A Study on the urban flood response system
focusing on the case of Korea's abnormal precipitation in the summer of 2020
Climate change and urbanization are accelerating the seriousness of urban flooding. Urban flooding is caused by a combination of urban characteristics, drainage systems, and land-use status. Preventive measures are important in terms of the fact that disasters in urban areas cause enormous human and property damages, and that the cost of restoration exceeds the amount of damage.
This paper aims to contribute to improving city’s responsiveness to urban floods by investigating major causes of and suggesting improvement measures to urban flooding. It discusses a framework that highlights the three stages of disaster management (i.e., pre-, during, and post-disaster), including each stage’s main activities required and the importance of feedback systems across the stages. Using this framework, a case of urban flooding that took place in the summer of 2020 in Korea, which was recorded the longest rainy season in the country, was analyzed. Through the analysis, two main problems were identified:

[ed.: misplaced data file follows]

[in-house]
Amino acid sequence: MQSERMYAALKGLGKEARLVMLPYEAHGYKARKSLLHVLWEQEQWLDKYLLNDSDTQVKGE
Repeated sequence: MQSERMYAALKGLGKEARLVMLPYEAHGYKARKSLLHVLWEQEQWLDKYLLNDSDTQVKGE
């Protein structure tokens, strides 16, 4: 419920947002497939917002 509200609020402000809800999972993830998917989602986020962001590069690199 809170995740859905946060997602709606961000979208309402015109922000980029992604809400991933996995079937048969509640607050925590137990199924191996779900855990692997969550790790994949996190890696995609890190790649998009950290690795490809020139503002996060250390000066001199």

First, the capacity of urban flood defense facilities may be fundamentally insufficient due to abnormal precipitation exceeding expectations. Each time a rainfall record is updated, a flexible design standard should be prepared that comprehensively considers the climate, topography, and land-use status rather than unconditionally raising the design standard. Second, the response system to urban floods that occur repeatedly every year is unsatisfactory. Starting with the linkage of information distributed among each institution, the information system should be used as a means, not a purpose.
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